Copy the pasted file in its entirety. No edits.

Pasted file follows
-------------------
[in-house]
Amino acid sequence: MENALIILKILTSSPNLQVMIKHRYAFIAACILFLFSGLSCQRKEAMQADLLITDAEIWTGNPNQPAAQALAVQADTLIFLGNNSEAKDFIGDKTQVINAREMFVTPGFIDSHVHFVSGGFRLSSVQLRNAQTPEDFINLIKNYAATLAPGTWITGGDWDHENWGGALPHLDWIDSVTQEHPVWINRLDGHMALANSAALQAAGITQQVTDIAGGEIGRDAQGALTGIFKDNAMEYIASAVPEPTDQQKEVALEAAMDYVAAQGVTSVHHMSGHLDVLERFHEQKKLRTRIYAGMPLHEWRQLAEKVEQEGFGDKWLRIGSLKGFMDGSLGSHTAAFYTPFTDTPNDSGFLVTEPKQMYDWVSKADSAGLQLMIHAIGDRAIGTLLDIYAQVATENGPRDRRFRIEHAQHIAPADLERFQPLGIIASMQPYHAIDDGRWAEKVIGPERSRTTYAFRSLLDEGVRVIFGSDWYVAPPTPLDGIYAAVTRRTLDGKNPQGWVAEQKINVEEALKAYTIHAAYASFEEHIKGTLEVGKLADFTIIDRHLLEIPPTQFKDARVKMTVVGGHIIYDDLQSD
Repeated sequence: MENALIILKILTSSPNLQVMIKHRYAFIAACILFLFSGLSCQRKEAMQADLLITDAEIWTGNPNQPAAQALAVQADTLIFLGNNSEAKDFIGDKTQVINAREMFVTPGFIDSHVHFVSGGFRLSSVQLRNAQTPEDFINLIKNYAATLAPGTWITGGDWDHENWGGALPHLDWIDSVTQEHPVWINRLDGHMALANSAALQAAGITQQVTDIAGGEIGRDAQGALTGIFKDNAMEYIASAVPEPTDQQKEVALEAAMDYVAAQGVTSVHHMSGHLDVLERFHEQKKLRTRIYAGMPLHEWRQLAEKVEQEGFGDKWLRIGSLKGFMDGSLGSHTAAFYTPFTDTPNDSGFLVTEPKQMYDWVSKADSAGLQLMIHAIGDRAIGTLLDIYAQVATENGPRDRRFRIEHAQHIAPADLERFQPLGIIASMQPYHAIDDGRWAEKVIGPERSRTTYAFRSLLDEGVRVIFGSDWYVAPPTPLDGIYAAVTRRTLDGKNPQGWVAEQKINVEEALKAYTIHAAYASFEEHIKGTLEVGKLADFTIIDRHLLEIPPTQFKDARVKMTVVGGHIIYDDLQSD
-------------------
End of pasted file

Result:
[in-house]
Amino acid sequence: MENALIILKILTSSPNLQVMIKHRYAFIAACILFLFSGLSCQRKEAMQADLLITDAEIWTGNPNQPAAQALAVQADTLIFLGNNSEAKDFIGDKTQVINAREMFVTPGFIDSHVHFVSGGFRLSSVQLRNAQTPEDFINLIKNYAATLAPGTWITGGDWDHENWGGALPHLDWIDSVTQEHPVWINRLDGHMALANSAALQAAGITQQVTDIAGGEIGRDAQGALTGIFKDNAMEYIASAVPEPTDQQKEVALEAAMDYVAAQGVTSVHHMSGHLDVLERFHEQKKLRTRIYAGMPLHEWRQLAEKVEQEGFGDKWLRIGSLKGFMDGSLGSHTAAFYTPFTDTPNDSGFLVTEPKQMYDWVSKADSAGLQLMIHAIGDRAIGTLLDIYAQVATENGPRDRRFRIEHAQHIAPADLERFQPLGIIASMQPYHAIDDGRWAEKVIGPERSRTTYAFRSLLDEGVRVIFGSDWYVAPPTPLDGIYAAVTRRTLDGKNPQGWVAEQKINVEEALKAYTIHAAYASFEEHIKGTLEVGKLADFTIIDRHLLEIPPTQFKDARVKMTVVGGHIIYDDLQSD
Repeated sequence: MENALIILKILTSSPNLQVMIKHRYAFIAACILFLFSGLSCQRKEAMQADLLITDAEIWTGNPNQPAAQALAVQADTLIFLGNNSEAKDFIGDKTQVINAREMFVTPGFIDSHVHFVSGGFRLSSVQLRNAQTPEDFINLIKNYAATLAPGTWITGGDWDHENWGGALPHLDWIDSVTQEHPVWINRLDGHMALANSAALQAAGITQQVTDIAGGEIGRDAQGALTGIFKDNAMEYIASAVPEPTDQQKEVALEAAMDYVAAQGVTSVHHMSGHLDVLERFHEQKKLRTRIYAGMPLHEWRQLAEKVEQEGFGDKWLRIGSLKGFMDGSLGSHTAAFYTPFTDTPNDSGFLVTEPKQMYDWVSKADSAGLQLMIHAIGDRAIGTLLDIYAQVATENGPRDRRFRIEHAQHIAPADLERFQPLGIIASMQPYHAIDDGRWAEKVIGPERSRTTYAFRSLLDEGVRVIFGSDWYVAPPTPLDGIYAAVTRRTLDGKNPQGWVAEQKINVEEALKAYTIHAAYASFEEHIKGTLEVGKLADFTIIDRHLLEIPPTQFKDARVKMTVVGGHIIYDDLQSD